When my father died, I had a singular focus: to show God that my father’s soul was worthy of His positive judgment and to ensure the gift of eternal life in Paradise for my Dad’s soul. To do this I broke from Jewish tradition and undertook a prayer practice historically reserved for males.
My father believed that the redemption of his soul depended on the recitation of the Mourner’s Kaddish prayer in the presence of a 10-person quorum, called a minyan, twice daily for 11 months. Reciting the Mourner’s Kaddish is believed to prove to God, by the behavior of the sons, that the deceased was a worthy person. The soul of the deceased is in the hands of his descendants. The problem for my father: he had only daughters.
My story begins with my father’s funeral but flashes back to the day when my Dad, reflecting on his mortality, asked me to hire a male to recite the Mourner’s Kaddish for him after he died. Caught completely off guard, I agreed. But 23 years later, when my father was diagnosed with terminal cancer, I knew I could no longer keep my promise.
A Daughter’s Kaddish recounts the challenges of a feminist woman, whose job required extensive travel, to persevere through an unfamiliar patriarchal world of prayer. To honor my beloved father, I incorporated these religious and spiritual practices into my already hectic 21st-century life while struggling with the heavy emotional distress of grief.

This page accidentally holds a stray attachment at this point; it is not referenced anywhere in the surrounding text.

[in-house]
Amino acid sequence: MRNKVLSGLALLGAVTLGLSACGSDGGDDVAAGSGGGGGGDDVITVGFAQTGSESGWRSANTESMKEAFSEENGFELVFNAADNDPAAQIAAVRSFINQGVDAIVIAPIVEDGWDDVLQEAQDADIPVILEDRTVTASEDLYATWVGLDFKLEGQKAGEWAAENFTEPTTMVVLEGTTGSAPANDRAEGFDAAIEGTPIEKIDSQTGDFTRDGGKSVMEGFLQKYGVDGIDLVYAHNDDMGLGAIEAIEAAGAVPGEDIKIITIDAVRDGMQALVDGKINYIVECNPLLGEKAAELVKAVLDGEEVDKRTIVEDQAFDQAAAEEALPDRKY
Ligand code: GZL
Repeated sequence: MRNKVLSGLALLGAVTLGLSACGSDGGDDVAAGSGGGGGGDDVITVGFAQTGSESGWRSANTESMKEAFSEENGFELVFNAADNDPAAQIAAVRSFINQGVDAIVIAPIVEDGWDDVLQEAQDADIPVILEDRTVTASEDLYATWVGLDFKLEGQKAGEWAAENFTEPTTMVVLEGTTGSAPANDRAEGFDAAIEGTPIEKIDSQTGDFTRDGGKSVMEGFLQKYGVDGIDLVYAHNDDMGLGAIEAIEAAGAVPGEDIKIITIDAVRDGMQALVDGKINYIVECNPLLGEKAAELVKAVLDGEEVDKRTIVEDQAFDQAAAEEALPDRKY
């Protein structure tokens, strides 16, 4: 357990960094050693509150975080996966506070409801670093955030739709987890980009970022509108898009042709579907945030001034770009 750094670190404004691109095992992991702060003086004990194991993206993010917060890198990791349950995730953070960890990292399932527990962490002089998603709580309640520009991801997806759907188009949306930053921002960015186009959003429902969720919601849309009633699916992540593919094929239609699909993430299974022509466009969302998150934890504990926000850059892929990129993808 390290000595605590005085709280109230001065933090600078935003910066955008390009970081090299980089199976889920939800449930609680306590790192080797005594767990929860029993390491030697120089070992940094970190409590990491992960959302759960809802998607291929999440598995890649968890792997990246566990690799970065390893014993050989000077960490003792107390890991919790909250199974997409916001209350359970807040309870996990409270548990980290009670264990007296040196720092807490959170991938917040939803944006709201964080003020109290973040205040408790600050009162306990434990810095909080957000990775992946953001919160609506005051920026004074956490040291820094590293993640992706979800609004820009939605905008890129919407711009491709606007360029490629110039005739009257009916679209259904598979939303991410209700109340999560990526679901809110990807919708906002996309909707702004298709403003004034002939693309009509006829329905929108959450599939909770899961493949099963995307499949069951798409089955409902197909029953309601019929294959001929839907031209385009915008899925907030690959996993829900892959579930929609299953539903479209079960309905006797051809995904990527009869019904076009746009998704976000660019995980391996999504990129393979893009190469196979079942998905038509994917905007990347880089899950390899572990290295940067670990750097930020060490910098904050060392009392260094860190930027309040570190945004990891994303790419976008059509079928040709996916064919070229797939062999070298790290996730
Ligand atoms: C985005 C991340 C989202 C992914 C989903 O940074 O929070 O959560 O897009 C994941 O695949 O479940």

As a novice worshipper and single working mother, I encountered many obstacles, including objections to my prayer practice because of my gender, my daughter’s near-fatal car accident, an incident that tore my synagogue apart, and my mother’s dismissiveness.
When I undertook this act of devotion, my sole focus was to give my father’s soul the gift of eternal peace. But I learned through my journey that I was the recipient of many gifts.
Writers will learn:
- About Jewish mourning rituals
- See the importance of rituals to help us move through grief
- Learn ways to support and comfort mourners
- Find ways from my story to heal from their grief
- See that with determination and dedication, one’s goals can be achieved
Sarah Birnbach began her encore career as a non-fiction writer in 2016 after successful careers as a human resources management consultant and a family therapist in a juvenile court. As a sought-after speaker at conferences she delivered more than 500 presentations and workshops. Through her professional life she dedicated herself to enabling individuals to become their best selves.
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